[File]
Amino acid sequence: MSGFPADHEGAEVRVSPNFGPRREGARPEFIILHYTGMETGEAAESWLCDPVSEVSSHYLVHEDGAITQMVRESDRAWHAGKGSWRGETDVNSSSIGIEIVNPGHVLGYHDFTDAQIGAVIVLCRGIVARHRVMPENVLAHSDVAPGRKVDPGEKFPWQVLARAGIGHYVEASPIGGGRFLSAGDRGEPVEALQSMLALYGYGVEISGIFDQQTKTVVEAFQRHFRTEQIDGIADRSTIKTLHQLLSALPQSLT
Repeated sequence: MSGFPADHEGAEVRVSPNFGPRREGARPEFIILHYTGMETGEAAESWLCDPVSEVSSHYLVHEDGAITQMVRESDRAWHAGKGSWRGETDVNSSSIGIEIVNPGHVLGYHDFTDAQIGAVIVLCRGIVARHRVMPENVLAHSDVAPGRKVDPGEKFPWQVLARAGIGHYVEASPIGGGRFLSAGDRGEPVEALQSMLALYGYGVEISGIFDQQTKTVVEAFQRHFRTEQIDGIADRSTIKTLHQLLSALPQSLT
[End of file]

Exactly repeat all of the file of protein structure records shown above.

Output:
Amino acid sequence: MSGFPADHEGAEVRVSPNFGPRREGARPEFIILHYTGMETGEAAESWLCDPVSEVSSHYLVHEDGAITQMVRESDRAWHAGKGSWRGETDVNSSSIGIEIVNPGHVLGYHDFTDAQIGAVIVLCRGIVARHRVMPENVLAHSDVAPGRKVDPGEKFPWQVLARAGIGHYVEASPIGGGRFLSAGDRGEPVEALQSMLALYGYGVEISGIFDQQTKTVVEAFQRHFRTEQIDGIADRSTIKTLHQLLSALPQSLT
Repeated sequence: MSGFPADHEGAEVRVSPNFGPRREGARPEFIILHYTGMETGEAAESWLCDPVSEVSSHYLVHEDGAITQMVRESDRAWHAGKGSWRGETDVNSSSIGIEIVNPGHVLGYHDFTDAQIGAVIVLCRGIVARHRVMPENVLAHSDVAPGRKVDPGEKFPWQVLARAGIGHYVEASPIGGGRFLSAGDRGEPVEALQSMLALYGYGVEISGIFDQQTKTVVEAFQRHFRTEQIDGIADRSTIKTLHQLLSALPQSLT